UK bioscience researchers market test cutting-edge inventions

Close up examining a test sample under the microscope

New Biotechnology and Biological Sciences Research Council (BBSRC) funding enables bioscientists to test and validate their business ideas in the UK marketplace.

11 promising bioscience projects led by UK researchers and PhD students have been backed in the inaugural round of BBSRC’s Innovation-to-Commercialisation of University Research (ICURe) Lean Launch programme.

The ICURe programme is a collaboration between:

  • Innovate UK
  • North by North West.

Rapidly testing market feasibility

The programme helps participants rapidly test the market feasibility of their bioscience innovations by putting them through a rigorous 10-week online customer discovery programme.

The successful projects, which range from modular printing of contact lenses, to improving animal welfare and scaling up production of enzymes, each receive:

  • £2,500 market discovery funding
  • £1,200 business advisor funding.

It also supports and encourages participants to step out of their comfort zone by putting themselves in the shoes of potential customers and discussing their ideas from an entirely new perspective.

Expert guidance and advice

At the end of the programme, participants present their findings to a commercialisation and innovation panel in return for expert guidance and advice on the most suitable path to commercialisation.

Expert panellists will offer a range of options and advice to support participants in taking their next steps, some of which might include:

  • conducting further research and, or, technical development
  • focusing on product licensing
  • evolving the product, service or idea by spinning out a new company.

Bringing bioscience closer to market

Nick Bassett, BBSRC’s Associate Director for Innovation, said:

We’re thrilled to announce the winners of the inaugural round of the BBSRC ICURe pilot programme with a truly diverse mix of exciting bioscience innovation projects.

From health and wellbeing, to agriculture and food, to materials and manufacturing, these projects represent the full breadth and scale of BBSRC’s bioscience portfolio.

Shaping emerging technologies to meet market demand is essential for success and ICURe is a fantastic way to bring vital research to life through the eyes of potential customers.

BBSRC is proud to be working with its partners at Innovate UK and North by North West to bring this dynamic programme to life.

Three further ICURe rounds

With the first round of ICURe Lean Launch now well underway, BBSRC has commenced plans to launch a further three rounds of the programme throughout the remainder of 2022.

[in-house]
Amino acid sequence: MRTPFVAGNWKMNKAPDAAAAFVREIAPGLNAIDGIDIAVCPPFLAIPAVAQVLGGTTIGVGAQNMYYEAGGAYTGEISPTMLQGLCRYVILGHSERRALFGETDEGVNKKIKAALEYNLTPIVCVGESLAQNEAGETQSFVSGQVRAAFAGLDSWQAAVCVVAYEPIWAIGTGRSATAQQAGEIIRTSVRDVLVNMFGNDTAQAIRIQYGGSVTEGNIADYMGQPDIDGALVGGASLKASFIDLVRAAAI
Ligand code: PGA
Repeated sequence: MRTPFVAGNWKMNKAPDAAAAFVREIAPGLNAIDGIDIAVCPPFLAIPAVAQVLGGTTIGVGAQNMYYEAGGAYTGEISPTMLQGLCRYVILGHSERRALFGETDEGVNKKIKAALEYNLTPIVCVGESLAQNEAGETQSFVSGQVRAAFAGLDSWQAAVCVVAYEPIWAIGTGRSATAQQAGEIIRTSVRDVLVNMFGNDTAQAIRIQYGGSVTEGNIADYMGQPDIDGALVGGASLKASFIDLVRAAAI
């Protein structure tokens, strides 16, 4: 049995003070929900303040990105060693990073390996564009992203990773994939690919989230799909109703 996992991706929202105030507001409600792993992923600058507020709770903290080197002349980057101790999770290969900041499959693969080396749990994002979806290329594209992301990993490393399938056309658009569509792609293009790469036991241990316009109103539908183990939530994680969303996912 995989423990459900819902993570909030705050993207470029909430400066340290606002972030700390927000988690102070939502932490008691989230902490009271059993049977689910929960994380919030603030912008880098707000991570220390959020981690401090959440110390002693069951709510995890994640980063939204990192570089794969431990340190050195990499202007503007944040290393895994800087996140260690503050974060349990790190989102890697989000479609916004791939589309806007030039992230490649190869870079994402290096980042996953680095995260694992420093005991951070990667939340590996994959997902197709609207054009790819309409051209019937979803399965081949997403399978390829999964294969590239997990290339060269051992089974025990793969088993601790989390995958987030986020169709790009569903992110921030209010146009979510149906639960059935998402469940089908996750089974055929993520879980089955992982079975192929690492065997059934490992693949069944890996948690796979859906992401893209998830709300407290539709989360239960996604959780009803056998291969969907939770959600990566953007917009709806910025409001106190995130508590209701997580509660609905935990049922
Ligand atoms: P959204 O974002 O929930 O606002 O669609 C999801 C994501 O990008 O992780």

Further information

Funded projects

The ICURe Lean Launch projects:

Extreme throughput enzyme evolution technology for the bioeconomy

High throughput technology for discovery, evolution and improvement of genes and proteins to improve performance, reduce costs and drive sustainable development across the bioeconomy.

Led by Gareth Little, University of Nottingham.

Air-seq: an unbiased technology for detection of any biological agent

Near real time identification of airborne pathogens using sequencing and bespoke bioinformatic analysis.

Led by Darren Chooneea, Earlham Institute and Natural History Museum.

DEC Lens: A contact lens that delivers fast and effective treatments directly to the eye

Using adaptive modular printing technology to provide safe precision treatment for chronic eye disease.

Led by Chak Hin Tam, University of East Anglia.

Cellexcellent water-resistant biocomposites

Enhancing biocomposite water resistance with sustainably sourced alternatives.

Led by G Richard Stephenson, University of East Anglia.


Providing consumers with a healthy starch alternative with our low glycemic index, naturally gluten and allergen free pea varieties.

Led by Diego Durantini, John Innes Centre.

Freezymes: for enzymes that like to fold in the cold

Optimising large-scale enzyme production for maximum quality, value, and sustainability.

Led by Matt Edmundson, The University of Edinburgh.

Animal-centric approach to measuring light intensity

Standardising lab and farm housing conditions for improved animal welfare, reduced animal use and greater consistency across agricultural productivity research.

Led by Altug Didikoglu, The University of Manchester.

Sight for sore eyes

Therapeutic lipids for the treatment of macular degeneration.

Led by Johnathan Napier, Rothamsted Research.


Improving male fertility diagnostics and interventions.

Led by Daniel Marcu, University of East Anglia.

Chicken antibodies

Leveraging 300 million years of divergence for drug discovery.

Led by Joshua Sealy, The Pirbright Institute.

Predicting perfect performance

Optimising bacterial bioprocessing for improved yield, cost efficiency and the end of trial and error.

Led by Mark Webber, Quadram Institute Bioscience.

Programme partners

ICURe programme partners:

  • Helix Hub
  • Innovate UK
  • Lancaster University
  • Queen’s University Belfast
  • Ulster University
  • The University of Edinburgh
  • University of Leeds
  • University of Liverpool
  • The University of Manchester
  • The University of Sheffield.

Top image:  Credit: Kkolosov, iStock, Getty Images Plus via Getty Images

This is the website for UKRI: our seven research councils, Research England and Innovate UK. Let us know if you have feedback or would like to help improve our online products and services.